My visa stamp in my passport is about to expire

By Peggy Howard,2014-05-19 11:16
9 views 0
My visa stamp in my passport is about to expire

    Office of International Student and Scholar Services


    Rev. 06/06

My visa stamp in my passport is about to expire. Do I need a new one ?

If you are not planning to travel outside the U.S., you do not need a new visa.

    The visa that is stamped in your passport is for entry purposes only. Once you are in the U.S., your I-20 or DS-2019 and I-94 card become the active documents that permit you to remain in the U.S. You are allowed to stay for “Duration of

    Status” (the period of time you remain a student in good standing.) The date noted on your I-20 or DS-2019 as the expected completion date of your studies is the expiration date of your F-1 or J-1 status. This date can be extended through the Office of International Student Services if necessary.

Where do I apply for a new visa?

    You can apply for a visa at the U.S. Consulate or Embassy in your home country when you go home for a visit. It is important to realize that some consulates require an appointment. Additionally, significant delays of three to four months are not uncommon. Background checks can cause more delays and be triggered by an arrest, coursework that appears in your transcript, or simply by your country of citizenship.

    If your visa will be expired at the time you wish to re-enter the U.S., check with the consulate or embassy to determine how long it is currently taking to process new visas by visiting the Department of State website at

What do I need to take to the Consulate in order to apply for a new visa?

    ; Passport valid for at least six months after the proposed date of (re)entry into the U.S.

    ; A current SEVIS I-20 or DS-2019, with PDSO signature and signed for travel.

    ; A letter of good standing from the DSO.

    ; A copy of your transcript, available from the Registrar’s Office.

    ; Proof of financial support. You should be able to verify your ability to cover the amount indicated on your I-20 form. You will be asked to provide an affidavit of support, bank statements, a research/teaching assistantship verification letter, and/or a scholarship/grant verification letter.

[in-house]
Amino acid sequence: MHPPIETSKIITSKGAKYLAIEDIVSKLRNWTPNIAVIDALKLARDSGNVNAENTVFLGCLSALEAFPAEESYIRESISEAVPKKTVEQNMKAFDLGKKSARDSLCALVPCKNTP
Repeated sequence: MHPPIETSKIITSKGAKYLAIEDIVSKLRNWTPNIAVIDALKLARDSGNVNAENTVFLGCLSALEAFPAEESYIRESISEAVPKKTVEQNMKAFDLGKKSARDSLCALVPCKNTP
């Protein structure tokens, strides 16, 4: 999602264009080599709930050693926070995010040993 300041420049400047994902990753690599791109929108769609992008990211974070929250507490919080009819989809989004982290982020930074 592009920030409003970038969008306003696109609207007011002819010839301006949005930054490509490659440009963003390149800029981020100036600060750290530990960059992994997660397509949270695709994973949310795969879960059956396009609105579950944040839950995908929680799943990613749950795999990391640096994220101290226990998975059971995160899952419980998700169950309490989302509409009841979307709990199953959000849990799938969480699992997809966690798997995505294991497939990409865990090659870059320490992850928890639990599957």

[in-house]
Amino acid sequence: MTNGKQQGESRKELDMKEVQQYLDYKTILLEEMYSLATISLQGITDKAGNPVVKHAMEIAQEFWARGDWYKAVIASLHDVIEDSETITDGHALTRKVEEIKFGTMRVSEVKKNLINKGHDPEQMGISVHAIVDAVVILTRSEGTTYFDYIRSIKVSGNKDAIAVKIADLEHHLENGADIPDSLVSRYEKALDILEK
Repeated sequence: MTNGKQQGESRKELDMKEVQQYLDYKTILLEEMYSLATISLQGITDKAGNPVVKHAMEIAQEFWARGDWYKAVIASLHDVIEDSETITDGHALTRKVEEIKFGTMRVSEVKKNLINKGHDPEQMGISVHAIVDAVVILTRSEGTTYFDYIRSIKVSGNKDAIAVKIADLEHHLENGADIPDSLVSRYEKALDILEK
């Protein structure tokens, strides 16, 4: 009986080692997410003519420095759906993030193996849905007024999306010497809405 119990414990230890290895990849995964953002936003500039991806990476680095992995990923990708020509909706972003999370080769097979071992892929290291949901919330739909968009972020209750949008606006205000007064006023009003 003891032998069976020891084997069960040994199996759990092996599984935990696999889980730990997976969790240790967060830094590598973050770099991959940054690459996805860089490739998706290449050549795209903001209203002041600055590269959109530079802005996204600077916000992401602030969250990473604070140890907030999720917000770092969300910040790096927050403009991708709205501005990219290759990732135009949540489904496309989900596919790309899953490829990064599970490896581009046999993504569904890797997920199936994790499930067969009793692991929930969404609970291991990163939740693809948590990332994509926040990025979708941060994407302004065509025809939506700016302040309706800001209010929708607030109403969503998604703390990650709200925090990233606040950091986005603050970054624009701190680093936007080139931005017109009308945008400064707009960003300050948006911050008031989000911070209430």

; Proof of ties to your home country. This is a nonspecific item, but since you are applying for a non-immigrant visa, you may need to show that you intend to remain a permanent resident of your home country. You can bring a letter offering you a job in your home country, letters from family or friends, evidence of ownership of property in home country, or copies of bank statements from a bank in your home country to the Consulate as proof that you have stronger ties to your home country than the United States.

    ; Two completed Nonimmigrant Visa Application Forms (Form DS-156 and Form DS-158)

    ; At least one standard passport photograph, and

    ; The Application and Issuance Fee. There is a standard $100 visa application fee for all applicants plus an issuance fee, in some countries. Check with the Department of State to determine if you will be charged an issuance fee, also called a Visa Reciprocity Fee.

May I apply for a new visa within the United States?

    Under most circumstances and especially after September 11 terrorist attacks, U.S. consulates will not issue new visas for non-immigrants. You must travel outside the country for a renewal.


Applying for a new visa in a third country

    You may be eligible to apply for a visa at a U.S. Embassy or Consulate in a third country such as Canada or Mexico. To enter a third country, however, you may need an entry visa. Please inquire with their consulate by phone or via email whether a visa is required.

Canada: (213) 346-2771 Web:

    Mexico: (202) 736-1000 Web:

    Please keep in mind that as of April 1, 2002, F and J students and scholars from all countries who go to Canada, Mexico, or any other third country post to apply for a new visa are not allowed to re-enter the U.S. on an expired visa stamp if the new visa is not approved at the U.S. Consulate. If the application for the visa is denied, the student or scholar would, in most cases, need to depart directly to their home country to apply for a new visa to re-enter the U.S.

    Additionally, students who are subject to background checks must remain in the third country until the background check is completed and the visa is approved before being allowed to re-enter the U.S. Background checks can take up to three months.

Special instructions for Visa application in Mexico or Canada

    Effective November 1, 2002, the U.S. Consulate in Ciudad Juarez, Mexico only processes F-1 visas for continuing students in full-time degree programs who can demonstrate that their F-1 visa was issued in their home country . Please note that embassies and consulates along the U.S. border can no longer accept applications from non-resident TCNs who are nationals of the six countries currently designated as state sponsors of terrorism. For more information, please see the link: Special Visa Processing Procedures Pursuant to Section 306 of the Enhanced Border Security and Visa Reform Act of 2002, which can be found on the NSU website at

    You must make an appointment for an interview in order to apply for a non-immigrant visa at a U.S. Consular Border Post in Canada or Mexico. For more information, visit the Department of State website at

Report this document

For any questions or suggestions please email